Over 50 million people describe themselves as content creators or influencers on social media. Within this group, over 2 million are full-time, professional creators. The other 46.7 million are amateurs.
Various studies show that the creator economy is worth over $100 billion.
YouTube is still the biggest platform for creators and over half (1 million) of these professionals earn a living creating videos for their audience and fans.
Instagram is in second place, with 500,000 creators and influencers earning enough to turn professional.
Twitch, a streaming platform, boasts 300,000 professional influencers.
And let’s not forget TikTok, social media’s latest rising star.
Despite these impressive numbers, it’s worth questioning whether being a creator is worth the time people spend to invest, learn, and create content.
Does the creator economy have a long-term sustainable future, or is this short-term hype that will calm down within a few years?
We set out to answer those questions below.
What is a Creator?
There are no surprises here.
A creator produces content.
But in the past few years, the word “content” has come to mean everything we read, watch or listen to.
For example, Netflix and Disney produce content.
Everything they create is released on global platforms — either on their subscription-based streaming services or third-party platforms like YouTube and TV networks.
Creators produce copious amounts of content.
That content includes videos, images, blogs, podcasts, or livestreaming their activities, e.g., playing online games or unboxing clothes and makeup.
Creators are either artists in some form or passionate about a particular topic and want to share their knowledge with a wider audience.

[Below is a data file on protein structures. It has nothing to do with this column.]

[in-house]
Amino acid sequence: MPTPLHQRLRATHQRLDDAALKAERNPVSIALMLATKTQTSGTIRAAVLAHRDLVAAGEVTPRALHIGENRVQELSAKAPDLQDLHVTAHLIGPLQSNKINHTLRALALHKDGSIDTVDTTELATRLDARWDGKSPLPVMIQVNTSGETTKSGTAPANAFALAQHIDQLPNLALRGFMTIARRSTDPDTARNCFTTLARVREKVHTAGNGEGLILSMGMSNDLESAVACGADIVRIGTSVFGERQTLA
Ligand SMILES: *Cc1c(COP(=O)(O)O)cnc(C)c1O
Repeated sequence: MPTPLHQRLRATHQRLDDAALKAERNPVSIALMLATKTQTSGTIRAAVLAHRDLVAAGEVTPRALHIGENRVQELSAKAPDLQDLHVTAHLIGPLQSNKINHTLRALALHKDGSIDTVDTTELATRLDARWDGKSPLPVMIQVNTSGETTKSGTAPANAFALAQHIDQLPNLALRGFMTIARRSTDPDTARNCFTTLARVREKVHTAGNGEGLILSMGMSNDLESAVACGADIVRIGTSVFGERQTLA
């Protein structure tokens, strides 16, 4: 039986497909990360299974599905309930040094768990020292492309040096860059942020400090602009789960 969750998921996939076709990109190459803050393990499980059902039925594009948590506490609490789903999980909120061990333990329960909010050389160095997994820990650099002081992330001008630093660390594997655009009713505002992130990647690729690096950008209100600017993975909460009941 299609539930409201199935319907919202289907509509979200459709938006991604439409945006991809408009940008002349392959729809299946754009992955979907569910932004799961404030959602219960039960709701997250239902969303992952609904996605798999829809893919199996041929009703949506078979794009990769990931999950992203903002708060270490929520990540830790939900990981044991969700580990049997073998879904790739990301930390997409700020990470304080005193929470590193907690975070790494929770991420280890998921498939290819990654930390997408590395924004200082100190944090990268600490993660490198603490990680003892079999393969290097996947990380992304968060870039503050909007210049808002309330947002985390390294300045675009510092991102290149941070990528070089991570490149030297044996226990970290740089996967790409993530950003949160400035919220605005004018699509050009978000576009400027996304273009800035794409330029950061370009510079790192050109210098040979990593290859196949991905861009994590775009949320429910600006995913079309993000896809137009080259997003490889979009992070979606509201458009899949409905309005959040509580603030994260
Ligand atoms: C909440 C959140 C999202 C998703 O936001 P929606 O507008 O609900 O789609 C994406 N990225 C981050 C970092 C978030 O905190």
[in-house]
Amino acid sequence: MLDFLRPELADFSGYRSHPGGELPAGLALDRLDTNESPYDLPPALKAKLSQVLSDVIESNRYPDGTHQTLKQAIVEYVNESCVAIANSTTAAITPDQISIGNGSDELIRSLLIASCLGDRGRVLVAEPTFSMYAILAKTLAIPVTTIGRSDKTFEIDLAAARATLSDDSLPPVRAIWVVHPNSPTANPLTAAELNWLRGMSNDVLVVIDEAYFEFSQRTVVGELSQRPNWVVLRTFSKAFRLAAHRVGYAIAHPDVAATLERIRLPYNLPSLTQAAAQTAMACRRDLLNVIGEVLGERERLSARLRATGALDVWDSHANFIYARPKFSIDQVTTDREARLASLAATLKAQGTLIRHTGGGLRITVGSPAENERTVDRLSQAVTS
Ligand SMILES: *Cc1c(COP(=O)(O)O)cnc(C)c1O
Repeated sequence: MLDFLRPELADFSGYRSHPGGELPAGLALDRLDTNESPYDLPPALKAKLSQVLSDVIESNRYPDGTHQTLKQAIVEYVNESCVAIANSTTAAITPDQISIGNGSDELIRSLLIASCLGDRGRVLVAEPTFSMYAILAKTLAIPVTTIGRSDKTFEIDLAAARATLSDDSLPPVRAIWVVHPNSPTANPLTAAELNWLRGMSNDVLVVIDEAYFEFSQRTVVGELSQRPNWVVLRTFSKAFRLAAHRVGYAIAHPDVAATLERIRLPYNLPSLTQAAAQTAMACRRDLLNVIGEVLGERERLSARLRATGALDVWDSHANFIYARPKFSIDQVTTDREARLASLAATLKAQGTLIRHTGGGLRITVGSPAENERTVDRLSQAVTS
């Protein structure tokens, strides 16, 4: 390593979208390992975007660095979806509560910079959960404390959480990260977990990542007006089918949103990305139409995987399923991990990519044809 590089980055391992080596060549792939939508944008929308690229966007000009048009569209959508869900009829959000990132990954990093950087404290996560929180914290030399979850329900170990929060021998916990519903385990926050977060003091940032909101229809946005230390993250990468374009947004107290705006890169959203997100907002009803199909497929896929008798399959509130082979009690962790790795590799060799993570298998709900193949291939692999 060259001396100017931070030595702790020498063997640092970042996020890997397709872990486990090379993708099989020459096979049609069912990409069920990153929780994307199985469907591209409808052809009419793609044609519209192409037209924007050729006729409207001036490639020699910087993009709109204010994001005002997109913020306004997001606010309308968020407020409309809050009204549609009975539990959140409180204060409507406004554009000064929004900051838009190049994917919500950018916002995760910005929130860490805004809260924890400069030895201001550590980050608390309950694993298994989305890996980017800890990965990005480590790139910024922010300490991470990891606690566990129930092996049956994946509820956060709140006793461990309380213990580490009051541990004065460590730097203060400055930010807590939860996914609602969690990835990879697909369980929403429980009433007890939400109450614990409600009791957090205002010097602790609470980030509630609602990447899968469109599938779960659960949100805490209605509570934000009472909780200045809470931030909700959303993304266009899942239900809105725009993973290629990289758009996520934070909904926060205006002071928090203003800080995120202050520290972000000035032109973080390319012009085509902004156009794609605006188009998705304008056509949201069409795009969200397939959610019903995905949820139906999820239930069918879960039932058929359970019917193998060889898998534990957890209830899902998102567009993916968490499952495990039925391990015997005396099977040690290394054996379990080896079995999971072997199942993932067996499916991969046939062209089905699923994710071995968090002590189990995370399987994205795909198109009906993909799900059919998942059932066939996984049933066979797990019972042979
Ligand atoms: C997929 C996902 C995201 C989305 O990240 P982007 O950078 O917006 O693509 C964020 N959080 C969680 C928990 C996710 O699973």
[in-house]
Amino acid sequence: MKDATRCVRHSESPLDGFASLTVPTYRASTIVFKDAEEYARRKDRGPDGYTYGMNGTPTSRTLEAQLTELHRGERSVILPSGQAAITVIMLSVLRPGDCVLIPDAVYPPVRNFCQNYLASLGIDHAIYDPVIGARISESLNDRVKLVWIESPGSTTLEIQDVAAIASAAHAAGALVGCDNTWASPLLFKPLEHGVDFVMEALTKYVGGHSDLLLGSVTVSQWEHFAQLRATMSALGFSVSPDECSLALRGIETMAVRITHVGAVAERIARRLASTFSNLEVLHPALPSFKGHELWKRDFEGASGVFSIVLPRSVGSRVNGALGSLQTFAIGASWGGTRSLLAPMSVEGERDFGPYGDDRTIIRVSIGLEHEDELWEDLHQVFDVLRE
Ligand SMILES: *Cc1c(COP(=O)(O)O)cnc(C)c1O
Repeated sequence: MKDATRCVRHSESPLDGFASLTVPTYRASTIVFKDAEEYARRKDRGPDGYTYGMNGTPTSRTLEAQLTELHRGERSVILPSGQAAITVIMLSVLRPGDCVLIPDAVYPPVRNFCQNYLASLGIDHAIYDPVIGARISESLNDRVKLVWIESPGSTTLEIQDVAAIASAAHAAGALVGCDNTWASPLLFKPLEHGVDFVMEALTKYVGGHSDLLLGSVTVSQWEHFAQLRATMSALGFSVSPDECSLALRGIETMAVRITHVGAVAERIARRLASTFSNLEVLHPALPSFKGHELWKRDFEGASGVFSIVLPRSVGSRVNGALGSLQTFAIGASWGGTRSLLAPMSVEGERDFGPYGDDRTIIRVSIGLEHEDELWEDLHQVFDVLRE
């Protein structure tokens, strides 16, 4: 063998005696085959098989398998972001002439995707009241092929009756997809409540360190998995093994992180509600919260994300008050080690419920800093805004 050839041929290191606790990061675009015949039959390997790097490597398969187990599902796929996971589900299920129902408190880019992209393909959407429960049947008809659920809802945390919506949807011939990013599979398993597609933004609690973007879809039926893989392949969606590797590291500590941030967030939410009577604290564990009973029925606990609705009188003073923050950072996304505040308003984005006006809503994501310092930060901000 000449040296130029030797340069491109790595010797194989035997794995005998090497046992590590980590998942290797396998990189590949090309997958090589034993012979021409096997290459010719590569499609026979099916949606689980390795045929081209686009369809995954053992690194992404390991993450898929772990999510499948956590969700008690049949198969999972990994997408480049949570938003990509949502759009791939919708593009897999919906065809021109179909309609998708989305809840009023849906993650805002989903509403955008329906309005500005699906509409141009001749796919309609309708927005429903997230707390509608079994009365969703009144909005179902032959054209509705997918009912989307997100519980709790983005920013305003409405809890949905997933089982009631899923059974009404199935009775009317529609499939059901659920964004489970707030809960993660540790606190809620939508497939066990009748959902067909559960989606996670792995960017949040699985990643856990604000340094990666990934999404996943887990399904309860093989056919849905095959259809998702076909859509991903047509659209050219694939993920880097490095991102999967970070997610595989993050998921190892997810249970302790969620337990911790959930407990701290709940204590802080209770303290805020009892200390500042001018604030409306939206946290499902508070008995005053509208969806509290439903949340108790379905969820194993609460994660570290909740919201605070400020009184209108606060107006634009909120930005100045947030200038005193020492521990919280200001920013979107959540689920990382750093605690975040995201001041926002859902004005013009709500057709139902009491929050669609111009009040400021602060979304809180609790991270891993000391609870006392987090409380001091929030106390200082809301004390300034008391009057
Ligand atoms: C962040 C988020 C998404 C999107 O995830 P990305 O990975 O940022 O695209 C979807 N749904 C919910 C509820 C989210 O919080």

Influencers may be authorities on topics ranging from fitness and diet/cooking to entrepreneurship, climate change, and parenting.
People seek education and entertainment online, and creators are meeting those needs.
Creators host their content and channels on third-party platforms; examples include YouTube, Instagram, TikTok, Twitter, Twitch, and Facebook.
Alongside these mainstream platforms, several “creator-first” sites have encroached upon the domain of Big Tech. Those companies include Patreon, OnlyFans, and Substack.
Is a Creator the same as an Influencer?
Creators and influencers aren’t exactly the same, although most definitions of the “creator economy” include influencers, and the terms are often used interchangeably.
An “influencer” is someone with “the power to affect the purchasing decisions of others because of his or her authority, knowledge, position, or relationship with his or her audience,” according to Influencer Marketing Hub.
Influencers must be viewed as trustworthy and authentic or risk losing or alienating their audience.
Influencers generally produce content within a distinct niche, and the size of their following is proportionate to the size of that niche.
Many creators don’t set out to be influencers.
They start as ordinary users, becoming inadvertent creators or micro-influencers along the way.
A small percentage take an entrepreneurial leap and go full-time — aiming to become mid-tier or even mega-influencers. We will explain this later on.
What is the Creator Economy?
Social media has changed how we experience our entertainment, our interactions with brands, and how we receive the news.
Before the early 2000s, big media companies, film studios, and news organizations controlled and influenced what society read, watched, and listened to for over a century.
Very little changed in the first decade of social media.
Over time, users started producing content. They wrote blogs. They filmed videos and posted them on YouTube.
Camera phones changed the paradigm — giving anyone the power to create user-generated content (UGC), like pictures and videos.
Once smartphones came along, we could take pictures and videos and post them to our social media channels.
In the early days of hyper-scale social networks such as Facebook and YouTube, a small percentage of users began posting content that others wanted to read, watch, and engage with — transforming a percentage of ordinary users into creators and influencers.